# Bootstrap confidence and prediction intervals of mixed effect model predictions

Let's say I fitted a mixed effect model mem with the lme4 R library, and I would like to use the bootMer function to compute confidence and prediction intervals on some data that the model has seen during training. In this case I can include random effects (as well as fixed effects) to compute the confidence and prediction intervals of mem at, say, a 95% confidence level.

For prediction intervals, this https://www.wavedatalabs.com.au/posts/2023-02-06-prediction-intervals-for-linear-mixed-effects-models/ source suggests to define a predict function that conditions on all random effects

predfn <- function(.) { predict(., newdata=new, re.form=NULL) }


and then to use it in the bootMer call, where also re.form=NULL

boot <- lme4::bootMer(mem, FUN=predfn, nsim=250, re.form=NULL, type="parametric")


Question 1) Is the above correct? And what about confidence intervals? More specifically: what would be the appropriate choice of re.form and FUN arguments in bootMer to estimate confidence intervals?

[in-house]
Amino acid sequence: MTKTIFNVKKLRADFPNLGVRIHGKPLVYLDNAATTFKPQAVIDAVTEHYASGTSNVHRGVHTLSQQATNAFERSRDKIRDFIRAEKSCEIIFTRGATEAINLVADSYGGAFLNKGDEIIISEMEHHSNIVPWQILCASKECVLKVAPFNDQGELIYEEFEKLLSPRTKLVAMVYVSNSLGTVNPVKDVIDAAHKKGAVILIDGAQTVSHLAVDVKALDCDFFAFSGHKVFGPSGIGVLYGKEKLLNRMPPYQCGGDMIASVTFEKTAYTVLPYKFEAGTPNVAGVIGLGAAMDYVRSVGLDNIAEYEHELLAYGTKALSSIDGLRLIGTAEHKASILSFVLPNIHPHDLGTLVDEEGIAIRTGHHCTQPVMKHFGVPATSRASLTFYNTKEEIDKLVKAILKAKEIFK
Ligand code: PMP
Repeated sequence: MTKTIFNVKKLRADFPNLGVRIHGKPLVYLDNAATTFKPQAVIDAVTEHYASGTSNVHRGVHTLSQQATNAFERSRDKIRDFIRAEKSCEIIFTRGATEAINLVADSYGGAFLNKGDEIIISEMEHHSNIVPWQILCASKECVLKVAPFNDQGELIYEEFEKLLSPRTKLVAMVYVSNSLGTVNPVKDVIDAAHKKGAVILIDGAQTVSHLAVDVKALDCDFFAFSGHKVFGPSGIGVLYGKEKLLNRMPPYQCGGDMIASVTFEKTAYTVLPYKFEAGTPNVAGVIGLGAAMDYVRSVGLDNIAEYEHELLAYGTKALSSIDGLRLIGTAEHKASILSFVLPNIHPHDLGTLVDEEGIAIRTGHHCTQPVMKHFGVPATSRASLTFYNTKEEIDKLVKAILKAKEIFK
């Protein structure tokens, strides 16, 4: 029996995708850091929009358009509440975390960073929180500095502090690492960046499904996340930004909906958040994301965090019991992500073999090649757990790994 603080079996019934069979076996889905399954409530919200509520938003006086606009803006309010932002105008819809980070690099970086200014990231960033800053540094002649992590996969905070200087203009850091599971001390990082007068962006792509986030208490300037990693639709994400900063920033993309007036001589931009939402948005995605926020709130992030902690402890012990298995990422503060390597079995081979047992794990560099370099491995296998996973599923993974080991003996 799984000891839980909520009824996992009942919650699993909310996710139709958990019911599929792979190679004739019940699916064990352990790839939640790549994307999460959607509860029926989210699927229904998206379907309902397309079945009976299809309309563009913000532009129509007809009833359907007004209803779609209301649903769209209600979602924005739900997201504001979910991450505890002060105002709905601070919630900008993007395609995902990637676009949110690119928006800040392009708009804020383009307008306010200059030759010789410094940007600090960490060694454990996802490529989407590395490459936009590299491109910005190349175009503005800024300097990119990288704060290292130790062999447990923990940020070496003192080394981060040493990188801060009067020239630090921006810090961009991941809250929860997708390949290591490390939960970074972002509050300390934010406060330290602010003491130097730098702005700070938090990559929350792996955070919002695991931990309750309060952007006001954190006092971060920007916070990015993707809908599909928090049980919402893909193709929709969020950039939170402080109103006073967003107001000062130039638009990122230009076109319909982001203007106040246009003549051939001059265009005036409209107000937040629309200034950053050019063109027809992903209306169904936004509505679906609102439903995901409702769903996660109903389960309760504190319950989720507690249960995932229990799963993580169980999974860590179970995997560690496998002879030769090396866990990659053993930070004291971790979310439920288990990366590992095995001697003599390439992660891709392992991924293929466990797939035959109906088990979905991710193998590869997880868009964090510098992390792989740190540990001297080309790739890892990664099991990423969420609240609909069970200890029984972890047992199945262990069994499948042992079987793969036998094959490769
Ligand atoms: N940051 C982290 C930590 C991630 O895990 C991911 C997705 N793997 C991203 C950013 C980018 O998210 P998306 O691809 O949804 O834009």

Let's now instead assume that we would like to compute confidence and prediction intervals at 95% confidence level for mem predictions on new data (not seen during training). In this case, random effects can not be considered. For prediction intervals, the same source I linked above suggests to define a new function to resample responses from mem (rather than resampling deterministic model predictions)

sfun <- function(.) {
simulate(., newdata=new_data, re.form=NULL, allow.new.levels=TRUE)[[1]]
}


and then use it in the bootMer call

boot <- lme4::bootMer(mem, FUN=sfun, nsim=250, re.form=~0, type="parametric", seed=100)


Question 2): Why was re.form=NULL used in sfun? Also: what would be the appropriate choice of re.form and FUN arguments of bootMer in this case to estimate the confidence intervals on the new_data